On the other hand, Romero said that the important thing is not the use of the name but that "we are going to show how these people like to steal, lie and commit fraud. Today we are formalizing our petition to send a communication to the PPD to cease this fraud. That will be the first step before going to the ICANN (ICANN is the nonprofit organization that oversees the system of domain name registration), and then file a complaint in federal court. With this action we will demonstrate the serious consequences that of cybersquatting, if it is left unchecked. "
The PPD senator also said that she has contacted US firms that specialize in fighting cases of cybersquatting. 

"As a matter of fact [these firms] have won multiple cases claiming stolen domains. Cybersquatting is the bad faith of someone to use the domain name or trademark of another person, with the intent to harm or extort money from the owner."

Although Romero's statement is clearly trying to paint the PPD as liars and cheaters (welcome to politics), the fact remains: this problem would have never existed if Fortuño paid the money to retain the rights to his domain. We're talking less than 20 bucks a year? And granted, the PPD has admitted that it does indeed own the domain name, and even if Romero sues the PPD, cases like these take time. We doubt that the site would be taken down before the November elections. Welcome to Politics 101. It's ugly out there.

Maybe Romero and her PPD colleagues should do a little more homework. Cybersquatting is annoying and it is a problem, but since the current site is not asking for money, it will be a stretch. A quick Google search about how to avoid cybersquatting reveals some additional information. Here is just one example:

Can [cybersquatting] really happen? Is this legal?

Yes, it can and does happen everyday.

Is it legal?

Depending on the situation, site owners may have legal recourse (e.g. trademark infringement lawsuits or arbitration). However, even when a cybersquatter is breaking the law, it can be time-consuming and expensive for a site owner to win a legal judgment, especially if the cybersquatter is located in a different country. In some circumstances, it is possible to reclaim names through domain arbitration, however this can cost thousands and can take many months. Full-blown domain-related lawsuits can take years and cost tens of thousands of dollars. The easiest (and cheapest) way to prevent most cybersquatting is to register a few basic variations of your company name before the damage is done. 

Meanwhile, the PPD continues to rub it in. For example, the PPD's official Twitter account shared the following receipt that shows how much it cost them to renew

Even if Fortuño and the PPD initiate a cease and desist order on the site, it appears that it might take some time. And with less than 50 days left until the election, by the time Fortuño get his domain name back, it might be too late.

One Website of Governor Luis Fortuño Expires and Opponents Take It Over

Yesterday, the website, which used to be the official website of Puerto Rican governor Luis Fortuño's campaign in 2008, appears to have a new owner: Fortuño's major political opponent, the Popular Democratic Party (PPD). The election for governor is this November, and the PPD is pulling no punches. Here is a screen grab of, which shows that the page is now being sponsored by the PPD:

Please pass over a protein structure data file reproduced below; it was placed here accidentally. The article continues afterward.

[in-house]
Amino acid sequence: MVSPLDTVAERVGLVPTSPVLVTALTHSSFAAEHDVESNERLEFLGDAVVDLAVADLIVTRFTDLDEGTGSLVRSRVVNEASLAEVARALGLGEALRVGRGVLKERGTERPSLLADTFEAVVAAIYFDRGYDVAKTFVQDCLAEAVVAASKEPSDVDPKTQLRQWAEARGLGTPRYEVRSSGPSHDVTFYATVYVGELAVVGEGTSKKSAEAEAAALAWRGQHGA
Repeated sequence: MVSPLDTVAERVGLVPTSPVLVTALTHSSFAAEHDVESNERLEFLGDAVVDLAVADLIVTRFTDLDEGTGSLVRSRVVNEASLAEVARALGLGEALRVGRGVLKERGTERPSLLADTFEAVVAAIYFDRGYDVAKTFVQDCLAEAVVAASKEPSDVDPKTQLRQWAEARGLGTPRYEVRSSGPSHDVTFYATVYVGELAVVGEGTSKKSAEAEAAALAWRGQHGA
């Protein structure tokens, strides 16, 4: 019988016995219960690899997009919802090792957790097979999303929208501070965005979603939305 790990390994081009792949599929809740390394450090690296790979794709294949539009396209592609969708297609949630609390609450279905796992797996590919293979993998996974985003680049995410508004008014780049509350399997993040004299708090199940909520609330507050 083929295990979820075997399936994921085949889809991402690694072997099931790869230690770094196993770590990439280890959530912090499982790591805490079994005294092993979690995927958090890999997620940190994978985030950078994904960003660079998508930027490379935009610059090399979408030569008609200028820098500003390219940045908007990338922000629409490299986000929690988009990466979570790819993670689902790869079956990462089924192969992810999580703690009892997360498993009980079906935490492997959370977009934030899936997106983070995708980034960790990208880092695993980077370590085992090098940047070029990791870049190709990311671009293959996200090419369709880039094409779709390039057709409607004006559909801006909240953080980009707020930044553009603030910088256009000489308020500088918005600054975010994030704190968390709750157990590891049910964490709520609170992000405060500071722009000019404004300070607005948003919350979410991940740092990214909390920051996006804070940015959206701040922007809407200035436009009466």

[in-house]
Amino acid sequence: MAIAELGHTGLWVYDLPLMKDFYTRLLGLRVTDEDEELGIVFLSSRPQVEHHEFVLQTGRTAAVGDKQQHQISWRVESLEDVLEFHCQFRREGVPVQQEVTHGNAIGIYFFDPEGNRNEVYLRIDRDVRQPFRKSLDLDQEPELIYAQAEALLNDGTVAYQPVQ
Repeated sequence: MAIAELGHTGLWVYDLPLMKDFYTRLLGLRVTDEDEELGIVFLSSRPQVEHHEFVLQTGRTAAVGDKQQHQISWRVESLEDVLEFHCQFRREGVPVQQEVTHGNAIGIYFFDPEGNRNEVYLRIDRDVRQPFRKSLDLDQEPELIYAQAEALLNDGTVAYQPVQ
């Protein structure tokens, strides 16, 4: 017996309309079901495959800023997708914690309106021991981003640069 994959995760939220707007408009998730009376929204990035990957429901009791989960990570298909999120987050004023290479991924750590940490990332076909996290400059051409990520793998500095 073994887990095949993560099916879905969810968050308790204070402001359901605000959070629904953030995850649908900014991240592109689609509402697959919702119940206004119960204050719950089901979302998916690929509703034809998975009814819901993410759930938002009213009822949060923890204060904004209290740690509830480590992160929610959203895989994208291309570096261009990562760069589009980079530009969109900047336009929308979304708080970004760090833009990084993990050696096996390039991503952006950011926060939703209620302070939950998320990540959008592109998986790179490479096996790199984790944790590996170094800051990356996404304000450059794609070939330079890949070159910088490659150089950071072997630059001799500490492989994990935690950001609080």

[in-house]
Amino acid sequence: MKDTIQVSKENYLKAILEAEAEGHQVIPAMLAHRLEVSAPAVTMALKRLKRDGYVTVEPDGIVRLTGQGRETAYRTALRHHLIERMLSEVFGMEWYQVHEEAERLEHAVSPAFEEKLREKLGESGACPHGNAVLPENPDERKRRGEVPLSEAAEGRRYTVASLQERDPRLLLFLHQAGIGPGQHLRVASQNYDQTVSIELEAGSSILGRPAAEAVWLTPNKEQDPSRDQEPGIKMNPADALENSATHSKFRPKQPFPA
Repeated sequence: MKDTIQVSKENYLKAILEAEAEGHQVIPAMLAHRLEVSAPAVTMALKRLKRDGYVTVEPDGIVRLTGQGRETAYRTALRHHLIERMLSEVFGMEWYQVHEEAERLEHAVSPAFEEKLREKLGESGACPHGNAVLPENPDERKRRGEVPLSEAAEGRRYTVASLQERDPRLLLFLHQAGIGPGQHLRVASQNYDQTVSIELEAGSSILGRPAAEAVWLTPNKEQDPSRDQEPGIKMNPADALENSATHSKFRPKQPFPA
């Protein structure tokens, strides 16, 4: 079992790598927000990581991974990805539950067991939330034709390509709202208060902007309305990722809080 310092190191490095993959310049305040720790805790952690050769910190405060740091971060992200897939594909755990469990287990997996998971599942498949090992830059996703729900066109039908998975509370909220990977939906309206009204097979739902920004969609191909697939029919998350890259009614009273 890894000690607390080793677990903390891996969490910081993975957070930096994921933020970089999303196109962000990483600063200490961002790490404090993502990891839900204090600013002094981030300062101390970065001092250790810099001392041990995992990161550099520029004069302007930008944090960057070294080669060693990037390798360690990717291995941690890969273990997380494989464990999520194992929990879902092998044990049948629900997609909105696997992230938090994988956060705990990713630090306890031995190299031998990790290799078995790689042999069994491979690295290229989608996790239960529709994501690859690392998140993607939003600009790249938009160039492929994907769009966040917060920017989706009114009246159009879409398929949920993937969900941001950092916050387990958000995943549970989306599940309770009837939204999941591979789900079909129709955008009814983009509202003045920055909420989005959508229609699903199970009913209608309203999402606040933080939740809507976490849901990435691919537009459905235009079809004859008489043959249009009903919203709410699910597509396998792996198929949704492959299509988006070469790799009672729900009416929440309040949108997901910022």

The following video is playing at right now:

It appears from the history of the site that the Fortuño campaign allowed for the domain name to expire. Here is a screenshot of the site from this past May:

Here are screen shots from 2008 and 2007 when Fortuño was running for governor and used as his campaign's main site:

Fortuño's official 2012 site is, but you would think that his campaign could have paid the little money you need to maintain the ownership of your actual name's URL. It's as if or expired and the opposing party was now controlling the content from the new site. Politics truly has become a digital battle. Now more than ever.

Is Luis Fortuño Working for the Democrats?: A Guest Rebelde Post by Raúl Colón

A Guest Post by Raúl Colón (@rj_c) of

In history we have seen how an agent provocateur can cause the masses to create more chaos.

Last night I realized how much I had underestimated Puerto Rican Governor Luis Fortuño. He might be working for the Democrats after all. 

Being a great spy is about keeping your real objectives private. In the past it should have been easier for Mata Hari, Nathan Hale, and other famous spies to keep their real identities a secret. Now with so many open platforms like Facebook, Twitter, Instagram, and Google +, we're all part of a transparent world, and for some reason Fortuño always seems to fly below the radar.

After his colleague Zoraida Fonalledas was inundated by loud chants of  “USA, USA” the day before, Fortuño took the stage at the Republican National Convention, and the audio team made sure they drowned out any boos from the crowd.

After analyzing all the events, I realized that it was all staged to have all the racists Republicans blow of their steam with the Scapegoat, I mean Zoraida Fonalledas, so they could all join in a roaring applause when Fortuño took the podium the next day. Who would have thought that the same people who speak of harsh immigration laws would applaud an immigrant himself, a person who has some U.S. citizen rights, except the one that eludes him: the right to vote for President.

Thanks to CNN and its live feed, I saw Governor of Puerto Rico (whom I have always thought of as a Republican Hispanic Puppet) appear on the stage. And that is when it hit me: Fortuño must be working for the Democrats.

During his speech, I came up with the five reasons why:

1. He did not prepare for his speech.